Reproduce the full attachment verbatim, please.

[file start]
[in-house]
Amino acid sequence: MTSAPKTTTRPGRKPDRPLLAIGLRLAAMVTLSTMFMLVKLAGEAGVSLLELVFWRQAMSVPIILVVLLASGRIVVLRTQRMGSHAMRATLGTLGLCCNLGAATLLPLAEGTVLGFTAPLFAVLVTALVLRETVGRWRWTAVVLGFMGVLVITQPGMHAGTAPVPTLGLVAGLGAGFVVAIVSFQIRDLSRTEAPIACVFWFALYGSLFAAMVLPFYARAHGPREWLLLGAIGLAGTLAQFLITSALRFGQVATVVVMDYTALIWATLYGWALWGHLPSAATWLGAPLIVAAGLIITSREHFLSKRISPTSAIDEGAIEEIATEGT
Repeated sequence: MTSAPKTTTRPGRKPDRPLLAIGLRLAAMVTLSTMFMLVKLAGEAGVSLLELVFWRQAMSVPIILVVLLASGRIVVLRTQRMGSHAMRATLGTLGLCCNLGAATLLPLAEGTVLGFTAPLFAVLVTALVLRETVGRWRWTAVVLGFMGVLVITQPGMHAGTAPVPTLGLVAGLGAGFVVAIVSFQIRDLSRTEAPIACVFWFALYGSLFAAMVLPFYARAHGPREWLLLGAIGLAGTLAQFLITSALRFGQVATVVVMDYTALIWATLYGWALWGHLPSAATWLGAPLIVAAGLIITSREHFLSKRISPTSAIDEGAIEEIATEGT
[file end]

[in-house]
Amino acid sequence: MTSAPKTTTRPGRKPDRPLLAIGLRLAAMVTLSTMFMLVKLAGEAGVSLLELVFWRQAMSVPIILVVLLASGRIVVLRTQRMGSHAMRATLGTLGLCCNLGAATLLPLAEGTVLGFTAPLFAVLVTALVLRETVGRWRWTAVVLGFMGVLVITQPGMHAGTAPVPTLGLVAGLGAGFVVAIVSFQIRDLSRTEAPIACVFWFALYGSLFAAMVLPFYARAHGPREWLLLGAIGLAGTLAQFLITSALRFGQVATVVVMDYTALIWATLYGWALWGHLPSAATWLGAPLIVAAGLIITSREHFLSKRISPTSAIDEGAIEEIATEGT
Repeated sequence: MTSAPKTTTRPGRKPDRPLLAIGLRLAAMVTLSTMFMLVKLAGEAGVSLLELVFWRQAMSVPIILVVLLASGRIVVLRTQRMGSHAMRATLGTLGLCCNLGAATLLPLAEGTVLGFTAPLFAVLVTALVLRETVGRWRWTAVVLGFMGVLVITQPGMHAGTAPVPTLGLVAGLGAGFVVAIVSFQIRDLSRTEAPIACVFWFALYGSLFAAMVLPFYARAHGPREWLLLGAIGLAGTLAQFLITSALRFGQVATVVVMDYTALIWATLYGWALWGHLPSAATWLGAPLIVAAGLIITSREHFLSKRISPTSAIDEGAIEEIATEGT